If the mother put the max in her HSA and didn’t use any HSA funds, which some people do, at 65 years of age she would have over $400,000 at 4% interest. If she uses average $1,300 a year she will have over $300,000. If she uses $2,600 a year she will have over $200,000 at 65 years of age. Also she has the freedom to place her HSA balance in mutual funds for the possibility of a higher return.
    I tell clients to max out their HSAs because 30 years of retirement health care expenses will be expensive. HSA funds dedicated to retirement health care expenses are never taxed and money that is never taxed will last longer in retirement.
    Next month retirement will be high lighted when the House throws it’s retirment bill on the table.
    Who thinks this Mother should keep her present employer’s insurance at $400 a month out of her check?

  23. Graham,
    I wear a Fortis ring because I used to run the largest agency in America for Fortis Insurance Company from 1993 thru 1996. Fortis has over 150,000 appointed agents. When President Clinton signed the MSA “Original Pilot Test”, in August of 1996, Fortis was the first with a qualifying plan, in just 8 weeks, and my agency wrote it. We wrote 3 of the first 5 MSAs in America. The first clients had to wait till 1/1/97 to make an MSA deposit. I got the 7-Eleven national account for their Franchisees and started enrolling them in January 1997, the first month. The first 7-11 owner is named Mike and he is the one who had a heart attack and quit smoking and his premiums diminished. Mike is 55 years old now and is married and today his premiums just went over $300 a month. The first employee of 7-11 to enroll was a single mother with two children who was uninsured because the lowest cost they could find was over $400 a month. MSA coverage for her and her boys was $78 a month and she paid the entire premium. The female 7-11 owner put $100 a month in the employee’s MSA for 1st dollar coverage for medical, vision and dental expenses.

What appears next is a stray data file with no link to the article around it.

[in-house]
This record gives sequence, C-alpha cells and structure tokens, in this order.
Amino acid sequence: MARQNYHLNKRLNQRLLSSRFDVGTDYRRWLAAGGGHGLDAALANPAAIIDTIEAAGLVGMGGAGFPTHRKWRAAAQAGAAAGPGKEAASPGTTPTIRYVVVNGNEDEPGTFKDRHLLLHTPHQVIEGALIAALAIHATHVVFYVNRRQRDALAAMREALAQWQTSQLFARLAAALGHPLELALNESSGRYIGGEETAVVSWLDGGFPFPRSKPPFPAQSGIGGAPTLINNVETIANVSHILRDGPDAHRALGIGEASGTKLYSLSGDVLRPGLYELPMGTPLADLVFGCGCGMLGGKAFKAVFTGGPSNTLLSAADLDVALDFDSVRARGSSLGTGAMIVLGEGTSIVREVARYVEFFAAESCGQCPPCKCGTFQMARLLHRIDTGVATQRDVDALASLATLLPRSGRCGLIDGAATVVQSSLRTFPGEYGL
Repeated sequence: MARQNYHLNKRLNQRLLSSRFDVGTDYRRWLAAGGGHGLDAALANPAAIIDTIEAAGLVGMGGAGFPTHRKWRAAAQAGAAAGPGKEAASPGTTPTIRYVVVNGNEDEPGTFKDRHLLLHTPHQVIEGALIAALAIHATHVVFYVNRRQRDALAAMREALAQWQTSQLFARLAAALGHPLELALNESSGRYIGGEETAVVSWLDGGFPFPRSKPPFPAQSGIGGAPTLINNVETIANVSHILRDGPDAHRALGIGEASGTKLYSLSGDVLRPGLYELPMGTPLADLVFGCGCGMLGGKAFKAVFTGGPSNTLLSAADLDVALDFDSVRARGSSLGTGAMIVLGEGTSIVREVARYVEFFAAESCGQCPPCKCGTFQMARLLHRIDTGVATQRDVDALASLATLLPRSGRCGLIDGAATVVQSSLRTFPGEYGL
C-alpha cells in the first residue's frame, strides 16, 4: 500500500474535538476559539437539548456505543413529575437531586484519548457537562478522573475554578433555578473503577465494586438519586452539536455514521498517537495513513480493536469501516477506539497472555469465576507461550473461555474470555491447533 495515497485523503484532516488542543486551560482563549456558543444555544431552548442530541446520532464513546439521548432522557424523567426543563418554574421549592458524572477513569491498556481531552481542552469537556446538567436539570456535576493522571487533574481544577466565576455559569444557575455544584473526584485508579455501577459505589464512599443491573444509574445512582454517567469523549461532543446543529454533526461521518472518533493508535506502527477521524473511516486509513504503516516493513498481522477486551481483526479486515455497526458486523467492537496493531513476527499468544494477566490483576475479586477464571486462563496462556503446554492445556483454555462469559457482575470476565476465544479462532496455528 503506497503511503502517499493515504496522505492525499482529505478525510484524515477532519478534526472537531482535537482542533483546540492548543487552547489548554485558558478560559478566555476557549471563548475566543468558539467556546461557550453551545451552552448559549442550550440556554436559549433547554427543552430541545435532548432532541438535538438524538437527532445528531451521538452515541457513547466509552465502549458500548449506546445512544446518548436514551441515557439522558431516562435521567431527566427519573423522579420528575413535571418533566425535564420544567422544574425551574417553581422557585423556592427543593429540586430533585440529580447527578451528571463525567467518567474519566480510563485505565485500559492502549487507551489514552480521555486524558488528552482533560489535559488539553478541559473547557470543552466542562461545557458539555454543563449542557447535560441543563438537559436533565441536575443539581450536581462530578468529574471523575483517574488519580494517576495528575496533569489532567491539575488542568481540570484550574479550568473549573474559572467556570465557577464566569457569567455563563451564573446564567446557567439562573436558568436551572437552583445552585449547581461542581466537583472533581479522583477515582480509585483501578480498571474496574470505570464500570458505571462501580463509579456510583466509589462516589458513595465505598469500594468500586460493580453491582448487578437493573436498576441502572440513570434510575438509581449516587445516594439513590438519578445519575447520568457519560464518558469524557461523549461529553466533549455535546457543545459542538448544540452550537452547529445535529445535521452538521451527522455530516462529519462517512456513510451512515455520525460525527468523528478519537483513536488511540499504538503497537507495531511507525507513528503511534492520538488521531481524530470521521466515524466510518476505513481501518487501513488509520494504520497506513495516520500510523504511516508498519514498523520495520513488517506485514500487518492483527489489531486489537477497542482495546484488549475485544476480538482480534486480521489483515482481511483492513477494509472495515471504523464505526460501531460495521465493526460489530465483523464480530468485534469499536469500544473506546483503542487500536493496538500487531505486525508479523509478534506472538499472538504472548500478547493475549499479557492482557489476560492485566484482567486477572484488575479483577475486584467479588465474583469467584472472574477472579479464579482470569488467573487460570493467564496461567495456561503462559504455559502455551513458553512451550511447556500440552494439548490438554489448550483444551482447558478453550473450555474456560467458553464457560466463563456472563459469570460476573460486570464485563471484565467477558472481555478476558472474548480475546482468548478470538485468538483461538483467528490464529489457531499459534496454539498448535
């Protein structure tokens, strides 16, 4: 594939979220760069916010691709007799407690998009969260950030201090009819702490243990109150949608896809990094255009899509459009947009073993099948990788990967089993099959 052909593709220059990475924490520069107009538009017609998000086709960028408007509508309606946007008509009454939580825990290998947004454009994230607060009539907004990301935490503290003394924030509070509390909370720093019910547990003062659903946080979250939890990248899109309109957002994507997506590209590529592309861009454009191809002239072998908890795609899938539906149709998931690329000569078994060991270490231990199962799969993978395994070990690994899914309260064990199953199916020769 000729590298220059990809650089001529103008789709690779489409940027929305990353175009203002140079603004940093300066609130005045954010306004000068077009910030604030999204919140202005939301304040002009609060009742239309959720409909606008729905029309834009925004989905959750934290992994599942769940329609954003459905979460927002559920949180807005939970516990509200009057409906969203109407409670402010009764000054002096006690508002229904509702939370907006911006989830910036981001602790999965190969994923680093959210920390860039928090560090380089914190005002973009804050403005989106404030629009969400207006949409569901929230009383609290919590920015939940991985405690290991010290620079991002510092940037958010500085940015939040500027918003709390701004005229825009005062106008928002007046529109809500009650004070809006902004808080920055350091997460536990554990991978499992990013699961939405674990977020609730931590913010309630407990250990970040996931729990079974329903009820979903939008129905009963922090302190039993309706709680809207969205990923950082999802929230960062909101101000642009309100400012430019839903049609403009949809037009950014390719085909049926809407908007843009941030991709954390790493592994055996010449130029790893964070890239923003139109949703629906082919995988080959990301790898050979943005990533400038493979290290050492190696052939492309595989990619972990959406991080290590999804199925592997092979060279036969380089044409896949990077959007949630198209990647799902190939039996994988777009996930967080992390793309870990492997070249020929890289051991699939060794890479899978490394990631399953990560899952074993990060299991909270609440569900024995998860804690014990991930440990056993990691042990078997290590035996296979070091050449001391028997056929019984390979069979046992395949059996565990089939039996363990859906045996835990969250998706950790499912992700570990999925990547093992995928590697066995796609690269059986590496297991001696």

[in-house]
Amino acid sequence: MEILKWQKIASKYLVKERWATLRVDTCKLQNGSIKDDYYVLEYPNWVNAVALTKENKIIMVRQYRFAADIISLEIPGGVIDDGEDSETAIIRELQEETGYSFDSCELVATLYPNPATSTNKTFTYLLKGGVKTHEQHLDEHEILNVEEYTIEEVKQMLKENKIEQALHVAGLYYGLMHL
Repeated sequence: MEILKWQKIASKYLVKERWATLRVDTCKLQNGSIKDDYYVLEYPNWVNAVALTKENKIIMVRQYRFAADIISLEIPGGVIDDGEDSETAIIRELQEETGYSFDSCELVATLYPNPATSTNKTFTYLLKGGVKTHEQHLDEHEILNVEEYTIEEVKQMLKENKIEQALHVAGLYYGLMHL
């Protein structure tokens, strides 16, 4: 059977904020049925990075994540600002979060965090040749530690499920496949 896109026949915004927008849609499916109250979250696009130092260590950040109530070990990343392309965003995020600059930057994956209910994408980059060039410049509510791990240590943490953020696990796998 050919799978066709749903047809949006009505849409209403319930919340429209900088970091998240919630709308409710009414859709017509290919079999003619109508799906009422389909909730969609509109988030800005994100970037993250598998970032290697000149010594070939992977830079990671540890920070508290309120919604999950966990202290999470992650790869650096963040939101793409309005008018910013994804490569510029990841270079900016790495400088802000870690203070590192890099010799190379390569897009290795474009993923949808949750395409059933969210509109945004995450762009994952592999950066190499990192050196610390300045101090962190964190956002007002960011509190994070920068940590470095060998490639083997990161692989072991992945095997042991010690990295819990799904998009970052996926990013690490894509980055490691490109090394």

I have never enrolled a group plan because I believe the 30 hour required working clause doesn’t work with sick cancer patients. But Fortis was the first with group MSAs as well. So I contacted Greg Ganske’s office, Iowa member of the House, to enroll his employees and get the honor of the first group MSA too. I didn’t enroll them but I did become Ganske’s MSA consultant. Ganske learned too much and fired his staff, flipped sides, and sponsored the Democrats “Patient Bill of Rights”, the Ganske – Dingle Bill. Ganske brought in contributions from the insurance industry hand over fist when he went against the MSA. So I don’t think much of politicians.
    Fortis and Golden Rule had most of the market share on MSAs. The insurance industry was against dropping their high costs and fought the MSA tooth and nail. The MSA changed it’s name to HSA and was opened up to all Americans, under the age of 65, on 1/1/04. This is my 9th year of enrollments and we have thousands and thousands of clients. So I have examples coming out of my ears.
    I never said health insurance costs $130 a month per person. A 30 year old woman in Des Moines is currently $61.43 a month and a 63 year old woman is $206.01 a month with the most popular plan with a $2,600 deductible that pays 100% thereafter. Premiums go up about 3% a year for getting older. Anything other than single coverage is called “Family” coverage. The most popular family HSA plan has a $5,200 deductible then pays 100% of covered charges, including RX. HSA family insurance has one deductible for the entire family. If the 30 year old woman above adds on a child the cost would be $78.68 per month.